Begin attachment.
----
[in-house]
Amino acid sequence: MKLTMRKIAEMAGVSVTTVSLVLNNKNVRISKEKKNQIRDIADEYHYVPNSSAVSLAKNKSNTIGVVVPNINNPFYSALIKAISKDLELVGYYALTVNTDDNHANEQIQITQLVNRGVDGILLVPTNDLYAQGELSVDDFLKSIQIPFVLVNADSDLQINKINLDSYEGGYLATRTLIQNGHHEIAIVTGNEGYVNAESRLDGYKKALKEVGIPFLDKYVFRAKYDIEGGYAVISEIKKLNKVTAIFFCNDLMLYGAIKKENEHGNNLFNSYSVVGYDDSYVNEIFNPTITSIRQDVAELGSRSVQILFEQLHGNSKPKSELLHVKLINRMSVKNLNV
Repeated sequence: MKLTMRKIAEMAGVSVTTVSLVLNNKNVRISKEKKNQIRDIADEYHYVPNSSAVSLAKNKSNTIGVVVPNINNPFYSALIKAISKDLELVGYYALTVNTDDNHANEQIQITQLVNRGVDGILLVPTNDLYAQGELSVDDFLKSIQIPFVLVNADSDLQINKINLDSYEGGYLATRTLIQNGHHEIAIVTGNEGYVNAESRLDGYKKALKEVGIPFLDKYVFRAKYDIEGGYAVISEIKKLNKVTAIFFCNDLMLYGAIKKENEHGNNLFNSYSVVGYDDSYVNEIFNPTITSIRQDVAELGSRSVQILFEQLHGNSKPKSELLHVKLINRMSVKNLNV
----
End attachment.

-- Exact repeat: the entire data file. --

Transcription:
[in-house]
Amino acid sequence: MKLTMRKIAEMAGVSVTTVSLVLNNKNVRISKEKKNQIRDIADEYHYVPNSSAVSLAKNKSNTIGVVVPNINNPFYSALIKAISKDLELVGYYALTVNTDDNHANEQIQITQLVNRGVDGILLVPTNDLYAQGELSVDDFLKSIQIPFVLVNADSDLQINKINLDSYEGGYLATRTLIQNGHHEIAIVTGNEGYVNAESRLDGYKKALKEVGIPFLDKYVFRAKYDIEGGYAVISEIKKLNKVTAIFFCNDLMLYGAIKKENEHGNNLFNSYSVVGYDDSYVNEIFNPTITSIRQDVAELGSRSVQILFEQLHGNSKPKSELLHVKLINRMSVKNLNV
Repeated sequence: MKLTMRKIAEMAGVSVTTVSLVLNNKNVRISKEKKNQIRDIADEYHYVPNSSAVSLAKNKSNTIGVVVPNINNPFYSALIKAISKDLELVGYYALTVNTDDNHANEQIQITQLVNRGVDGILLVPTNDLYAQGELSVDDFLKSIQIPFVLVNADSDLQINKINLDSYEGGYLATRTLIQNGHHEIAIVTGNEGYVNAESRLDGYKKALKEVGIPFLDKYVFRAKYDIEGGYAVISEIKKLNKVTAIFFCNDLMLYGAIKKENEHGNNLFNSYSVVGYDDSYVNEIFNPTITSIRQDVAELGSRSVQILFEQLHGNSKPKSELLHVKLINRMSVKNLNV